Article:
When the apparatus of this invention is compared with some of the existing methods or apparatuses for securing lines, its advantages are even more apparent. For example, the most common method for securing the drawstrings on warmup pants is to tie the lines together. Two of the common problems with tying the drawstrings are; the knot will either not release or; it will slip. In either case, embarrassing, or at the least time consuming consequences may result. In addition, knots are difficult for young children to master, and difficult (and sometimes painful) for the elderly to use, especially if the user has arthritis. Whether young, or old, it is always an advantage to be able to quickly and securely attach the drawstrings, while knowing that they may be released just as quickly and easily. The current invention provides such speed, security, and ease of use.
Another example which demonstrates the apparatus's versatility and utility is using the apparatus to apply a tourniquet. The ability to quickly attach a tourniquet and to know it may be released just as quickly is extremely important. With the apparatus of this invention a tourniquet may be applied by simply sliding the apparatus with a line attached over the location where the tourniquet is desired and then pulling the ends of the lines. The tourniquet will then retain the pressure until adjusted. The pressure exerted by the tourniquet may be increased or reduced in a split second by either pulling harder on the lines or grabbing the apparatus to allow the lines to loosen.
Other features and advantages of the present invention will become apparent from the following detailed description when read in conjunction with the accompanying drawings and appended claims.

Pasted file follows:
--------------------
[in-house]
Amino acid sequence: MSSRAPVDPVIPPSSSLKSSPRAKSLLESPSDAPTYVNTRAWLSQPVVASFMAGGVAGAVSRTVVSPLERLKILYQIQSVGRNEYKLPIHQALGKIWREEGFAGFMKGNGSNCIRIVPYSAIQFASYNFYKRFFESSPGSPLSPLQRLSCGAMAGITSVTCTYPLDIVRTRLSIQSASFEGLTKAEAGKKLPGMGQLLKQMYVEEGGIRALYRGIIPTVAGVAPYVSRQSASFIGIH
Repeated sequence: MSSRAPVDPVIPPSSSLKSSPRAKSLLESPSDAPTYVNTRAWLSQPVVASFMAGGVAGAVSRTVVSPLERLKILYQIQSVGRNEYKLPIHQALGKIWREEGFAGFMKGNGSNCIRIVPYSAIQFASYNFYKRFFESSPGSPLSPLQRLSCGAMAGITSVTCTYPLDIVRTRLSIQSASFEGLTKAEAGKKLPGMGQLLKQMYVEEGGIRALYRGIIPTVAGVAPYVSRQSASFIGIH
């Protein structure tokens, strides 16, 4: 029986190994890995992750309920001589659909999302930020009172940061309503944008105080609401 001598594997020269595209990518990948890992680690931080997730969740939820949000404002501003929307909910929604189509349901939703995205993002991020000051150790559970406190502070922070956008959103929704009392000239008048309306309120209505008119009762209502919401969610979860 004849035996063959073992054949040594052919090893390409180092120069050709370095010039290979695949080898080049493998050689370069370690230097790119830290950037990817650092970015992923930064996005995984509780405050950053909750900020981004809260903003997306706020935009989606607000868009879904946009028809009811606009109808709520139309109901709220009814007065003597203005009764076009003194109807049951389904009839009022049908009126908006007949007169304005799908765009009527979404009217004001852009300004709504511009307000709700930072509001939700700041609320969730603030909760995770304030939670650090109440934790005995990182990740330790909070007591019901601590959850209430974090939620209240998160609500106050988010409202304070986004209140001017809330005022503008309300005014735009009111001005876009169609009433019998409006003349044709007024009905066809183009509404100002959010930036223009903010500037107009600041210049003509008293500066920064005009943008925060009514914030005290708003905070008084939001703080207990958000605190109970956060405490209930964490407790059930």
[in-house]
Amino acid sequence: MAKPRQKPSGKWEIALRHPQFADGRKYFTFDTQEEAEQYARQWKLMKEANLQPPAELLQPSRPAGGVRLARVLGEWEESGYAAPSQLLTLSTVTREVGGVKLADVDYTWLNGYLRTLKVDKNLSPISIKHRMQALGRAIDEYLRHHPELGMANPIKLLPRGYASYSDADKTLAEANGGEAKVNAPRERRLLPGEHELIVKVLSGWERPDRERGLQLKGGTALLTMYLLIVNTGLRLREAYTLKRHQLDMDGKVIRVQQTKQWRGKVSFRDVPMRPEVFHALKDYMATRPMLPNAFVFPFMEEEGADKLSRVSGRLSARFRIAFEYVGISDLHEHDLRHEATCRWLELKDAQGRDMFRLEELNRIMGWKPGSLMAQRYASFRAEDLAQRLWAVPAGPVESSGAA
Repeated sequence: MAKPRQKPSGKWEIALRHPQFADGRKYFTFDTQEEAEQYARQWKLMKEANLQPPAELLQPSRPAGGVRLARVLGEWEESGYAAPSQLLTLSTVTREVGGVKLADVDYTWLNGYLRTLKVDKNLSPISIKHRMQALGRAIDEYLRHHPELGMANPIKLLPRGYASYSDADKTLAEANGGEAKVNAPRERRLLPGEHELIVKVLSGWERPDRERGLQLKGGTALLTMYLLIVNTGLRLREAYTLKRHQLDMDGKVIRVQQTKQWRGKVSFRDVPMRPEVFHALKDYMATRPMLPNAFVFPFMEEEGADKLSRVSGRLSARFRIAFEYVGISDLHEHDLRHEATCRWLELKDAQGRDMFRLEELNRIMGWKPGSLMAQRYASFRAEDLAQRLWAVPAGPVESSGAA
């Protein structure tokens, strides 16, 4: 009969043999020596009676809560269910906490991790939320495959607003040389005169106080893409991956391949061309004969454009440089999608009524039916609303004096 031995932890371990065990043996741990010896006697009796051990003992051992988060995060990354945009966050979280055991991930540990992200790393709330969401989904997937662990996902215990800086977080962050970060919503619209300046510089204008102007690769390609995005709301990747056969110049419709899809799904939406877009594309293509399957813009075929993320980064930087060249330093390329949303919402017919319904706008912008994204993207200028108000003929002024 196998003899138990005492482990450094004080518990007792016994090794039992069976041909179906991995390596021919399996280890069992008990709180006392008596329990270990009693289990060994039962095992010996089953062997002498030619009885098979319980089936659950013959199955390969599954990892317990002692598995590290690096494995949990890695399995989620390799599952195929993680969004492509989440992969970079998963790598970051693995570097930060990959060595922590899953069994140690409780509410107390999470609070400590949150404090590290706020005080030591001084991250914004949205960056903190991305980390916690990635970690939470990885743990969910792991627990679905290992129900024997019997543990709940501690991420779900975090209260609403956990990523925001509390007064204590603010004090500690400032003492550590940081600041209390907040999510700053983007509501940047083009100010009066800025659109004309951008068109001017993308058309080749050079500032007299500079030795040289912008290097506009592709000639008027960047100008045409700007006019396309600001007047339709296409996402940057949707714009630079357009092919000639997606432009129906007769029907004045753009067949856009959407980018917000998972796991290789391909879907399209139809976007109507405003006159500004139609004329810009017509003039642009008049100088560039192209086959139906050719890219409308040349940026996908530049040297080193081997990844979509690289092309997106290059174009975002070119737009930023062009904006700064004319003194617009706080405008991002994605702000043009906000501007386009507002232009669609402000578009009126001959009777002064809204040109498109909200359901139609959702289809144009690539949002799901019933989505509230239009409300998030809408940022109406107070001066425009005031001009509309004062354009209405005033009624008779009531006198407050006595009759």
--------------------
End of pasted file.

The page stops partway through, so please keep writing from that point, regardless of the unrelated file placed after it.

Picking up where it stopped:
FIG. 1 is a perspective view of the apparatus of the current invention being used to secure shoestrings on a tennis shoe.
FIG. 2 is bottom plan view of one of the members of the apparatus of FIG. 1.
FIG. 3 is a top plan view of the other member of the apparatus of FIG. 1.
FIG. 4 is a cross-sectional view of the member shown in FIG. 2, along line 4--4.
FIG. 5 is a cross-sectional view of the member shown in FIG. 3, along line 5--5.
FIG. 6 is a perspective view of the apparatus configured for securing two lines.
FIG. 7 is a top plan view of the apparatus configured for securing more than two lines.
FIG. 8 is a side elevation view of the apparatus of FIG. 7.
FIG. 9 is a perspective view of the apparatus configured for securing six lines around an object.
Referring to the drawings in detail and to FIG. 1 in particular, reference character 10 generally designates a line securing apparatus constructed in accordance with the present invention and reference character 12 designates a tennis shoe having first and second shoestrings 14 & 16, secured by the apparatus 10. As will be discussed in greater detail below, the apparatus 10 may be used with many other objects to secure lines, and the shoe 12 is pictured merely as a representative article which may utilize the apparatus 10.
Referring now to FIGS. 2-5, shown therein are first member 18 and second member 20. The first member 18 includes a major aperture 22 and minor apertures 24 & 26. First member 18 is in the shape of a disk, however it should be noted that many other shapes may be used, including by way of example and not limitation, a triangle, a rectangle, a pentagon, a hexagon, an oval, a bow tie, or an almost infinite number of other shapes. The shape of the periphery of the member is limited only by the fact the first member 18 must have sufficient area to provide a location for the minor apertures 24 & 26. If more than two lines are to be secured by the apparatus 10, then additional apertures like aperture 24 or 26 should be provided and the number of additional apertures preferably corresponds with the number of additional lines to be secured. Thus, the shape of the member 20 may be limited to allow sufficient area for all the required apertures.